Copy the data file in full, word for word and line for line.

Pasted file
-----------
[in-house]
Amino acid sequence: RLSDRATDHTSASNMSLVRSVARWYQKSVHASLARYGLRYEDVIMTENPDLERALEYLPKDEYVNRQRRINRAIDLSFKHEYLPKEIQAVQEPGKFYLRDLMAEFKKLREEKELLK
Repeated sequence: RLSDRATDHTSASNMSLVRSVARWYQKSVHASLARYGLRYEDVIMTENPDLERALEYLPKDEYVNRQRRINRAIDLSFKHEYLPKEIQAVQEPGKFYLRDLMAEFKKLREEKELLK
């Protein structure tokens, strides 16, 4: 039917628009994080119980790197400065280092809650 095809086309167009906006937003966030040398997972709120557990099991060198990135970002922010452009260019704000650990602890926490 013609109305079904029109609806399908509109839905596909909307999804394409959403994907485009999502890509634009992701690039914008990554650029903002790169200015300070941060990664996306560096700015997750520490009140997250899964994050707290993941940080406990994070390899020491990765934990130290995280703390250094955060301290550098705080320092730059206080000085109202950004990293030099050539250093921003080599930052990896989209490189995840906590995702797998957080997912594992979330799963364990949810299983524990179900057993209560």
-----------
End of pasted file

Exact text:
[in-house]
Amino acid sequence: RLSDRATDHTSASNMSLVRSVARWYQKSVHASLARYGLRYEDVIMTENPDLERALEYLPKDEYVNRQRRINRAIDLSFKHEYLPKEIQAVQEPGKFYLRDLMAEFKKLREEKELLK
Repeated sequence: RLSDRATDHTSASNMSLVRSVARWYQKSVHASLARYGLRYEDVIMTENPDLERALEYLPKDEYVNRQRRINRAIDLSFKHEYLPKEIQAVQEPGKFYLRDLMAEFKKLREEKELLK
């Protein structure tokens, strides 16, 4: 039917628009994080119980790197400065280092809650 095809086309167009906006937003966030040398997972709120557990099991060198990135970002922010452009260019704000650990602890926490 013609109305079904029109609806399908509109839905596909909307999804394409959403994907485009999502890509634009992701690039914008990554650029903002790169200015300070941060990664996306560096700015997750520490009140997250899964994050707290993941940080406990994070390899020491990765934990130290995280703390250094955060301290550098705080320092730059206080000085109202950004990293030099050539250093921003080599930052990896989209490189995840906590995702797998957080997912594992979330799963364990949810299983524990179900057993209560």